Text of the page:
Reviewed by Michael Questier (Queen Mary University of London)
Published on H-Albion (August, 2017)
Commissioned by Jeffrey R. Wigelsworth (Red Deer College)
This is an impressively edited collection of documents on the Rookwoods of Coldham in Suffolk. It stems, I assume, in part from the editor’s earlier research and publications on the Gage family, two of whom were responsible for taking over and arranging the Rookwoods’ papers.
Editing archival records might not seem like the most exciting branch of the historical profession. But the fact is that the reassembly of, in this case, gentry family records remains essential to the way that we approach many aspects of the post-Reformation period in Britain. It is crucial if one wants to say anything sensible about the social and political structures that generated these records. These are also, as it happens, the volumes that stay on the shelves years after this or that fashionable theory or ludicrously overblown monograph have long been forgotten.
The Rookwood family has a high profile within the English Catholic community and its historical memory. Though it was hardly the only such family to suffer adversity, it was certainly unfortunate in attracting disaster in successive generations. But the Rookwood pedigree reminds one of the high incidence of intermarriage among the Catholic gentry and the web of connection that, to some extent, served to protect these people in an often hostile environment. While there are a number of families whose names we tend to associate with Catholicism in the post-Reformation period, many of them also had conformist and even Protestant branches. There are rather fewer whose marital associations were as solidly Catholic as the Rookwoods’ tended to be.
The Rookwoods also constituted a classic case of what some other Catholics would have seen as the colonization of the natural leaders of the community by aspiring, grasping, and thoroughly dangerous clergy (Jesuit priests, for the most part) who brought their patrons to disaster even as they sucked out of them the resources that could have benefited the entire community. Particularly in the later sixteenth century, Catholics who thought that more control ought to be exercised over the Catholic fraction of the national church, preferably via some form of episcopal government, detected what they regarded as the malign control of such families (especially) by Jesuit clergy. One of those clergy, John Gerard SJ, was indeed in the Rookwood family circle. The way in which, in his well-known autobiographical sketch of his missionary endeavors, he described his evangelizing of East Anglia might be taken to be a positive rendering of the entirely negative account that his critics set out—notoriously during the Archpriest dispute beginning in the later 1590s.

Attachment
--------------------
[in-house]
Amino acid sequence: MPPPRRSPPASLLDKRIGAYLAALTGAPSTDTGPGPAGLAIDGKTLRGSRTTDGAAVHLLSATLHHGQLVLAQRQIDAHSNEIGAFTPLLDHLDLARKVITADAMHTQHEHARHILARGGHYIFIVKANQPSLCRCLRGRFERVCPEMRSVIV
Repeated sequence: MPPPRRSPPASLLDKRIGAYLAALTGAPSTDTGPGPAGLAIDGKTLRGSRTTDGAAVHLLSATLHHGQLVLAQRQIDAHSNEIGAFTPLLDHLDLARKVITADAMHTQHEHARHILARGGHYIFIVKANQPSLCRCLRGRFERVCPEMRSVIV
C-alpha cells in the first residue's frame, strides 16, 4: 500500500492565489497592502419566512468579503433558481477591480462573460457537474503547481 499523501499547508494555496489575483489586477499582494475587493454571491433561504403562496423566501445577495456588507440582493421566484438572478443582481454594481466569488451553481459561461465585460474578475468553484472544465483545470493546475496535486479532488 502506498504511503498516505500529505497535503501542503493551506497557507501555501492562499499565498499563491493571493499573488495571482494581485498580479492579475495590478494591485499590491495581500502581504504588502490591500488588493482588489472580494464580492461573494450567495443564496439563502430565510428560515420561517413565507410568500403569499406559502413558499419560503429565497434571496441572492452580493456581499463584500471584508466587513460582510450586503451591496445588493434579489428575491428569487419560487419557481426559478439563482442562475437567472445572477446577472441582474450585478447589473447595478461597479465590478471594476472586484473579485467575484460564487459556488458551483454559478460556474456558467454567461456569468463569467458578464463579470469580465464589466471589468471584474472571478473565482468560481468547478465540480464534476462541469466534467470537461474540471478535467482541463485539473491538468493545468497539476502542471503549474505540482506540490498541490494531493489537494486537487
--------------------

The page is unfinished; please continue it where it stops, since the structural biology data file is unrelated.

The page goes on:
As the editor explains, there must at one time have been many more family papers, and the series printed here begins only in 1606. It appears that the search of Coldham Hall on November 10, 1605, resulted in the destruction of the Rookwood family papers gathered up to that point. This reminds us that we have to keep a sense, if possible, not just of what is available to us in the archives but also of what was once there, which we know or suspect to have been lost. The volume, however, has a very full and authoritative introduction and traces the history of the family and its vicissitudes over approximately two centuries.
One of the highlights of the documentation presented here is the evidence for the family’s library. As Francis Young says, it contained a major corpus of English Catholic authors’ writings, and Thomas Gage and Elizabeth Rookwood also drew up a “biobibliography” of English Catholic authors and their works. These serve as an indicator of the ideological and literary interests of the family at the time that the collection was brought together.
The only thing that one might have liked to see was a more detailed Rookwood family tree, but I appreciate that it might have been very difficult to get such a thing into the volume—the Gage family tree alone is fearsome in its complexity. The book is splendidly produced with color plates.
If there is additional discussion of this review, you may access it through the network, at: https://networks.h-net.org/h-albion.
Michael Questier. Review of Young, Francis, ed., Rookwood Family Papers, 1606-1761.
H-Albion, H-Net Reviews.
|This work is licensed under a Creative Commons Attribution-Noncommercial-No Derivative Works 3.0 United States License.|